A stray foot's lightest touch from the-next-passenger-to-occupy-the-seat, and the cup was lying on its side, rolling first one way, then the other, touching the aisle-side base of the seat at one end of its little arc, and the wall of the subway car at the other, on and off, for the next twenty-five minutes, observed intently for the last five of those minutes by a bored-young-man-who-was-getting-drowsy-on-over-the-counter-decongestants. Eventually, the tiny bumps that the coffee cup accumulated at both ends of its trajectory, combining with the speeding up and slowing down of the train, changed its arc just enough for it to clear the leg of the chair and make its way uncertainly into the aisle. From there, it was directed by the besneakered foot of a-fourteen-year-old-soccer-enthusiast, scudding, bouncing, and rolling, halfway down the subway car, much to the interest and amusement of a-ten-year-old-tom-boy who, designating herself part of the relay team, gave out a little whoop, and lent it a further impetus with her foot, sending it almost down to the end of the subway car before returning to her "ring around the rosy" choreography on the centre pole despite a continuous stream of directions to the contrary from her mother.
From there, the sturdy little cup, its side only slightly dented, its lip remaining essentially true, looped and rolled its way crazily through the last fifteen or twenty feet of the car to the very end by way of a variety of considerably less athletic passenger/coffee cup interactions, accumulating a steadily increasing audience for its adventures with each one of them.
A-late-middle-aged-businessman, for instance, (who looked stiffly out of place on the early morning subway car) responded to the cup's presence with a slight lift and a quick shake of his left foot, cat-like, dislodging it from the side of his shoe as he sifted his way through a thick sheaf of papers in the open attaché case on his lap, as if he were being embarrassed by some poor relation clinging to him sinfully.
Someone-sitting-opposite-him similarly nudged the cup off his foot, wrinkling his nose, much as if it were a dried cow flap, then looked to see if anyone were watching him...which they were.
Eventually, of course, almost everyone in the car was watching the cup's singular progress, and almost everyone knew it. Consequently, the manner in which each of the passengers responded to the cup's arrival on or about his or her own person took on a greater and greater significance with each subsequent encounter and the resulting addition of each new member to the impromptu audience: initially, it was a simple test of awareness and co-ordination; then there was a somewhat expanded list of factors to be tested, including such qualities as tact, discretion, and aplomb; later, it grew to encompass all of the foregoing items with the addition of general character; and, eventually, went so far as to being considered an indicator of each passenger's overall worth as a person (if only in their own eyes) -- such is the power of peer observation and analysis, both real and imagined, especially among the males of the species.
The resulting competitive pressure, with all its echoes of childhood athletic contests and the status or lack of same that they conferred upon their winners and losers, along with certain latent racial memories from our ancient hunter/gatherer ancestors, was evidently too much for the last few passengers who were visited by the cup, and handled the encounter in an obviously less well-thought-out and/or convincing fashion than had their predecessors. One of them, to his considerable chagrin, took an entirely gratuitous kick at the cup, missing it, however, entirely, causing many, for the most part, successfully repressed reactions from his fellow passengers.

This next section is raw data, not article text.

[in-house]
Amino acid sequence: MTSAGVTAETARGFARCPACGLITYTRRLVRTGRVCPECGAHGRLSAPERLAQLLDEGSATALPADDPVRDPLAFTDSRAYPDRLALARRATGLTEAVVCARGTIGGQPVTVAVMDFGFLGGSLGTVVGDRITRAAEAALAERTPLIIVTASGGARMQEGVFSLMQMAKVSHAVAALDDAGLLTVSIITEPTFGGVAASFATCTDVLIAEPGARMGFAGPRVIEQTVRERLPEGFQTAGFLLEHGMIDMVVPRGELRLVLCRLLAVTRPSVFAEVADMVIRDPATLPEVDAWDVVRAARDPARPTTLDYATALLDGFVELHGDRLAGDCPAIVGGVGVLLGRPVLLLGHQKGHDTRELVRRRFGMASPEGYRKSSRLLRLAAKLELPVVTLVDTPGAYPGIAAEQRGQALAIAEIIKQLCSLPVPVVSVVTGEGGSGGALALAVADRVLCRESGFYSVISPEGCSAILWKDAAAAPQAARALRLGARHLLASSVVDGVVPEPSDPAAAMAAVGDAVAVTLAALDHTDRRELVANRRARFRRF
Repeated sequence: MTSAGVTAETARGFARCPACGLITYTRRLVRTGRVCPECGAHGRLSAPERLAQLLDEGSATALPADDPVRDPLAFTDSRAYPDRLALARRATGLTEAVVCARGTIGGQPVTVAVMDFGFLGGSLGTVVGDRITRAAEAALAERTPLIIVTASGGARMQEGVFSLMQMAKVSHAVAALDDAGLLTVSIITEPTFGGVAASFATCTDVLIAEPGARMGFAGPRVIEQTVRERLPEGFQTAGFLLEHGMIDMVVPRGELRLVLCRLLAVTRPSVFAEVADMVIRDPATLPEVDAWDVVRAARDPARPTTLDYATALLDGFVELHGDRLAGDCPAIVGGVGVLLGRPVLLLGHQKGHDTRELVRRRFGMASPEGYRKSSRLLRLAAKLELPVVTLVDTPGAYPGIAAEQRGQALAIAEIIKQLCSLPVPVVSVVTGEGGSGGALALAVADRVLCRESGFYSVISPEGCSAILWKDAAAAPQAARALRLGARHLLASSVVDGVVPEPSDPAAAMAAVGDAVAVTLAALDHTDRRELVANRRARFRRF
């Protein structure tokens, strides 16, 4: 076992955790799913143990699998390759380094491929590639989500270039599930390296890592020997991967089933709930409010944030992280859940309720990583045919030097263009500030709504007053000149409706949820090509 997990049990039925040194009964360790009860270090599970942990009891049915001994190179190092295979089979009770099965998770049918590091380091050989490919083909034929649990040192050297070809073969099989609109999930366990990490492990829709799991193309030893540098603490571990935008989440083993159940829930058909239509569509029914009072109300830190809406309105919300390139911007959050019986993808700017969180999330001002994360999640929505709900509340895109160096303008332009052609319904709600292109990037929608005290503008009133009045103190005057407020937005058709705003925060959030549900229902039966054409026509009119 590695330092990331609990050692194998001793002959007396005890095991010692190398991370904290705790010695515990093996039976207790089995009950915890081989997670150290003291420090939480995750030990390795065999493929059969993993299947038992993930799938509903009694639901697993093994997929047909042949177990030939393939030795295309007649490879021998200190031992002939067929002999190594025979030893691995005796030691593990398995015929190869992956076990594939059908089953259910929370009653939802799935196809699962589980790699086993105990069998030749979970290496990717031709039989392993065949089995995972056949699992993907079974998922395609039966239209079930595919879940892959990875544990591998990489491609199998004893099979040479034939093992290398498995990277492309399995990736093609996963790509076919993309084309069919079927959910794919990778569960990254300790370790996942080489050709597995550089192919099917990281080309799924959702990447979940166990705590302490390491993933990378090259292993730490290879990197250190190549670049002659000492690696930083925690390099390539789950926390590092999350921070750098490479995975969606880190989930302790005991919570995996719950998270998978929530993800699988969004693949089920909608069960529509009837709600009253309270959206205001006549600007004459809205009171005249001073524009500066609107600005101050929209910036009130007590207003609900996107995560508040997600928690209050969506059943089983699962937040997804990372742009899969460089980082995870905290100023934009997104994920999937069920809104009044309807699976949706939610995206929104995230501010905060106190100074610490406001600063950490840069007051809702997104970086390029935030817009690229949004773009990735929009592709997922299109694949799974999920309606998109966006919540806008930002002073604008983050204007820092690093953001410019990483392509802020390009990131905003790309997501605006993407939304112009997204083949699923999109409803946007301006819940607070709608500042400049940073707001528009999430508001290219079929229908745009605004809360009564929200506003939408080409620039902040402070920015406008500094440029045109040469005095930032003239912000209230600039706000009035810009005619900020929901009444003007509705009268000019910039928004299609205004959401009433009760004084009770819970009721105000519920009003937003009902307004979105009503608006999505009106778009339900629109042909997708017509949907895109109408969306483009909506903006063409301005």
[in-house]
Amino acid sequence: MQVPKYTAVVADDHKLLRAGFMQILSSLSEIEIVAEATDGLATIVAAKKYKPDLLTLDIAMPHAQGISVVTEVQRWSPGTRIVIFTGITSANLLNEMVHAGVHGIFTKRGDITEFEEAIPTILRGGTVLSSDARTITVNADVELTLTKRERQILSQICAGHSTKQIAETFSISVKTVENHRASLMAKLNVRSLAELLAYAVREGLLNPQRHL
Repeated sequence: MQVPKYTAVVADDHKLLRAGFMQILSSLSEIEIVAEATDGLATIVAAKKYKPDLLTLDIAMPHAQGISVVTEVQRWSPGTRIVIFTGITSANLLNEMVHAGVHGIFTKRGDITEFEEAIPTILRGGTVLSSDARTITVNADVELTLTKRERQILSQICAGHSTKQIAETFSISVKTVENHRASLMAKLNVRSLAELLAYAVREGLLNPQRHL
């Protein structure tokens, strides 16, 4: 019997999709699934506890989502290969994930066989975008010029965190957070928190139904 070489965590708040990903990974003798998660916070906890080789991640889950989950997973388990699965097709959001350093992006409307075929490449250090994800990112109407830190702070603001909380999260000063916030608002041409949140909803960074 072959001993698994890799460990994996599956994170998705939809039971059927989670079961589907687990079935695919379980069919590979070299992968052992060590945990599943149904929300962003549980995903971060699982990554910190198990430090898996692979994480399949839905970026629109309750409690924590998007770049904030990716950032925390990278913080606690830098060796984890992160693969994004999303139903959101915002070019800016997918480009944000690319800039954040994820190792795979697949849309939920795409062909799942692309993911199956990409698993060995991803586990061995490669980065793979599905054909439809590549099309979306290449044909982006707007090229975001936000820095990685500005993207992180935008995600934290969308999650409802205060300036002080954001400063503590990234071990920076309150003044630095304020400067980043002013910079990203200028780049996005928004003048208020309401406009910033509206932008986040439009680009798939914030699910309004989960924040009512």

Finally, the cup came into range of one especially-large-black-man with powerful naked arms, a massive chest, broad shoulders, and a remarkably short neck, who wore a dark blue bandana tied tightly around his closely cropped head. He had been eyeing the cup's meandering approach, squinting at both it and all the fuss that it was inspiring with visibly increasing irritation. Before it could actually touch him, however, he unhurriedly raised one great, booted foot, and, a moment later, brought it down squarely on the side of the little cardboard coffee cup as it rolled by. Now, the hapless cup lay on its side, mortally wounded, his shoe treads clearly visible upon its once white, now pathetically dirtied, Cafe on the Go label, never to be "on the go" again.
No-one said a word, but the very stillness of the air in the last car of the now westbound subway train was a clear indication that everyone gathered there held a heartfelt opinion, whether they were smiling widely (a-distinct-minority-consisting-almost-entirely-of-the-black-man's-two-travelling-companions), frowning (the more or less average reaction), or frankly and unabashedly open-mouthed. At opposite ends of the emotional spectrum, one elderly-oriental-gentleman grinned and bobbed his greying head at the black man's solution, almost elegant in the Zen of its simple brutality, and a young-blonde-girl-of-eleven looked as if she were about to cry. The overwhelming sentiment, however it was expressed, was one of shock and/or disapproval.
No-one spoke, however.
Nor did anyone move...except for especially-large-black-man, who rose up like a great mythological beast and hulked his way over to the sliding side doors, closely followed by his two travelling companions, as the train pulled into his stop. At first, he ignored the collective pressure of the many eyes that fell, almost as one, upon him, but, in the end, he felt compelled, in spite of himself, to justify his actions before leaving the remaining subway passengers and their little crushed cup behind.
"I step on it," he declared, "so it don't roll no more!"
And, somewhere, perhaps on a bus out of Kennedy station, the ears of a more-or-less-middle-aged-coffee-drinker were burning -- if one believes in such things -- if not bright, cherry red, at least a certain pastel pink, and an earnest-if-not-entirely-neurotic-looking-young-man was smiling widely (even if he did not know exactly why he was doing so) as the especially-large-black-man added, in a low mutter over his broad shoulder, "People...they should pick up after theirselves..."


Post Sun Jun 27, 2004 9:11 am